Even so, Dungeons & Dragons wasn't exactly a cool thing to do. It was a sort of secret handshake, a thing you didn't flaunt because you didn't want girls to know you were a loser, or influential people to think you were a weirdo. You talked about it with people you suspected were in the know. Fellow dreamers and fantasists, should you be so lucky to find them. You didn't want to be that guy who alienated everybody in the room, droning on and on about your imaginary character. You knew that guy, and sometimes caught yourself being him in polite company.
I came out of the closet with D&D when I was 26 years old. This came from a fearless honesty (er, Meisner training) I was going through at the time, but in retrospect it was also the time that Peter Jackson's film version of The Fellowship of the Ring appeared in theaters, putting dwarves, orcs, hobbits, and elves in common parlance. To my great surprise, I soon learned that D&D players existed in the upper echelons of theaters and other places I was striving to succeed. This "secret handshake" made it easy to communicate with those folks, to find common ground, and succeed. We spoke the same language.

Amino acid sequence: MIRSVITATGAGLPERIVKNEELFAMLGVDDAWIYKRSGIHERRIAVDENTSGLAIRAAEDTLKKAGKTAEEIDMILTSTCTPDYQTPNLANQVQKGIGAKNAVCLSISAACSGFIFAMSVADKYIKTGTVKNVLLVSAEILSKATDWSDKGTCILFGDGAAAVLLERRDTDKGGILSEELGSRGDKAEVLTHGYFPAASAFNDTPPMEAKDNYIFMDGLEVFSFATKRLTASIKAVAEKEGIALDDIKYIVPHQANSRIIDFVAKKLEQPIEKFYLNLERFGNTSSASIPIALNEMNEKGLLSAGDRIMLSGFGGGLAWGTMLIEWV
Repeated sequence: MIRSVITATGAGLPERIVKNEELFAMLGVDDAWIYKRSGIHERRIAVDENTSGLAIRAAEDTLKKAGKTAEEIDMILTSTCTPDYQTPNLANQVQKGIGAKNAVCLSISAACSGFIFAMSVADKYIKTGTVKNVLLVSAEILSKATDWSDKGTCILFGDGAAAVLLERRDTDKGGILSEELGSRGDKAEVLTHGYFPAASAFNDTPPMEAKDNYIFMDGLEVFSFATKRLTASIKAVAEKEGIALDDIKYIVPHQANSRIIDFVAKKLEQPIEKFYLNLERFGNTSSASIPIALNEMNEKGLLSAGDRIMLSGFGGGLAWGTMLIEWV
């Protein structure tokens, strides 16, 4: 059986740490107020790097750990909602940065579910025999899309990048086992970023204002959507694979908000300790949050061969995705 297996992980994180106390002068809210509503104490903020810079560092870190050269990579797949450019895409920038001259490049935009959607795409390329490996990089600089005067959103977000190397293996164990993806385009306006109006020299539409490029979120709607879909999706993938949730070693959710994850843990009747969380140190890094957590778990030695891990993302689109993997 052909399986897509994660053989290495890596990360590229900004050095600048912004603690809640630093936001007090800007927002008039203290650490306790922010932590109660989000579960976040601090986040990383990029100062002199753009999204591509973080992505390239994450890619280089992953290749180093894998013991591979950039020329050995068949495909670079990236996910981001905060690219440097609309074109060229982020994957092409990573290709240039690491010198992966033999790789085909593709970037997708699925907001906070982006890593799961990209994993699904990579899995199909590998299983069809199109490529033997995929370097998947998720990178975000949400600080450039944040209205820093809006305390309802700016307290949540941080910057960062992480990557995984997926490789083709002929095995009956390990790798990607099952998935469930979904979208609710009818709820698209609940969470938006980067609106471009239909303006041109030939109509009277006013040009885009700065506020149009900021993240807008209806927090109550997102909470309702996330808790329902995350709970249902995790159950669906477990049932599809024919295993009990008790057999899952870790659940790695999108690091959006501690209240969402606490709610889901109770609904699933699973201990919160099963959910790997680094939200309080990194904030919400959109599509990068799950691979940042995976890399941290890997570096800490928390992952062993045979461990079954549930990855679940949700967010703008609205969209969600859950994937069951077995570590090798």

by Steve Townshend
I never thought I'd grow up to work on Dungeons & Dragons. It was a side ambition. A secondary thing I wouldn't have minded doing if I wasn't acting. That changed when I put acting aside to focus on writing. I tried to write for D&D, and apart from a few articles spread over the years, I failed. I failed over and over and over again. That all changed in 2009 when James Wyatt gave me a trial freelance assignment under Mike Mearls, my favorite D&D writer.